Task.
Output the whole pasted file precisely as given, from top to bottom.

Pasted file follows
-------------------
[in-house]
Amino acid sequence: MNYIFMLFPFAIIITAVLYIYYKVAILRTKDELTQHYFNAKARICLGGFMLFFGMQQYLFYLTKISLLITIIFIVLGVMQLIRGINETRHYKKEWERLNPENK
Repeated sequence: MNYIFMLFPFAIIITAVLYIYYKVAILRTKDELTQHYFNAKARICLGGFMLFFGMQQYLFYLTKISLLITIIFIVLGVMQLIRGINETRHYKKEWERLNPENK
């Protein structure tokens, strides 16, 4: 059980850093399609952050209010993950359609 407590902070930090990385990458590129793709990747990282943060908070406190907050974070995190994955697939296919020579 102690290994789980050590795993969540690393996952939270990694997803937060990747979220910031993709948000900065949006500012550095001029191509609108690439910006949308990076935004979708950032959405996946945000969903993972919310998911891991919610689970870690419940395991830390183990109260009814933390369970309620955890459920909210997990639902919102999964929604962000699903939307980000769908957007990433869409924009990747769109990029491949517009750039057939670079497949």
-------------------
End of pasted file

[in-house]
Amino acid sequence: MNYIFMLFPFAIIITAVLYIYYKVAILRTKDELTQHYFNAKARICLGGFMLFFGMQQYLFYLTKISLLITIIFIVLGVMQLIRGINETRHYKKEWERLNPENK
Repeated sequence: MNYIFMLFPFAIIITAVLYIYYKVAILRTKDELTQHYFNAKARICLGGFMLFFGMQQYLFYLTKISLLITIIFIVLGVMQLIRGINETRHYKKEWERLNPENK
């Protein structure tokens, strides 16, 4: 059980850093399609952050209010993950359609 407590902070930090990385990458590129793709990747990282943060908070406190907050974070995190994955697939296919020579 102690290994789980050590795993969540690393996952939270990694997803937060990747979220910031993709948000900065949006500012550095001029191509609108690439910006949308990076935004979708950032959405996946945000969903993972919310998911891991919610689970870690419940395991830390183990109260009814933390369970309620955890459920909210997990639902919102999964929604962000699903939307980000769908957007990433869409924009990747769109990029491949517009750039057939670079497949």